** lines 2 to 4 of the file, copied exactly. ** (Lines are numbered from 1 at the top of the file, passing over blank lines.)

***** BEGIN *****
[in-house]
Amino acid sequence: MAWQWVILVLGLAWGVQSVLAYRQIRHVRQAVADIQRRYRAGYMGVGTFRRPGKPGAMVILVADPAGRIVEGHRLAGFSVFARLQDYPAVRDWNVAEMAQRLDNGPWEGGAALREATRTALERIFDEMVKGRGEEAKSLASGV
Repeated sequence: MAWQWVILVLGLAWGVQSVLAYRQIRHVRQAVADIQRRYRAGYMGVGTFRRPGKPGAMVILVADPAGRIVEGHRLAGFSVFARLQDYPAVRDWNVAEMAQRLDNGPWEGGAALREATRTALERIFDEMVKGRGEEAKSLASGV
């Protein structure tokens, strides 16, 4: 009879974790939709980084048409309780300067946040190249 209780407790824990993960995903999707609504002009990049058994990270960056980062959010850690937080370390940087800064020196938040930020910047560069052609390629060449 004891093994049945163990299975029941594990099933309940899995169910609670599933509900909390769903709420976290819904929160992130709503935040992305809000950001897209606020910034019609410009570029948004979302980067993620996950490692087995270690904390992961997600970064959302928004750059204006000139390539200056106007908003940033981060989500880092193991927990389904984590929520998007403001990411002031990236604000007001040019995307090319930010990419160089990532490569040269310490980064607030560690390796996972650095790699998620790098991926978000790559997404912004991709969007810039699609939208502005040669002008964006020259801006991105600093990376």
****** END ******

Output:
Amino acid sequence: MAWQWVILVLGLAWGVQSVLAYRQIRHVRQAVADIQRRYRAGYMGVGTFRRPGKPGAMVILVADPAGRIVEGHRLAGFSVFARLQDYPAVRDWNVAEMAQRLDNGPWEGGAALREATRTALERIFDEMVKGRGEEAKSLASGV
Repeated sequence: MAWQWVILVLGLAWGVQSVLAYRQIRHVRQAVADIQRRYRAGYMGVGTFRRPGKPGAMVILVADPAGRIVEGHRLAGFSVFARLQDYPAVRDWNVAEMAQRLDNGPWEGGAALREATRTALERIFDEMVKGRGEEAKSLASGV
């Protein structure tokens, strides 16, 4: 009879974790939709980084048409309780300067946040190249 209780407790824990993960995903999707609504002009990049058994990270960056980062959010850690937080370390940087800064020196938040930020910047560069052609390629060449 004891093994049945163990299975029941594990099933309940899995169910609670599933509900909390769903709420976290819904929160992130709503935040992305809000950001897209606020910034019609410009570029948004979302980067993620996950490692087995270690904390992961997600970064959302928004750059204006000139390539200056106007908003940033981060989500880092193991927990389904984590929520998007403001990411002031990236604000007001040019995307090319930010990419160089990532490569040269310490980064607030560690390796996972650095790699998620790098991926978000790559997404912004991709969007810039699609939208502005040669002008964006020259801006991105600093990376």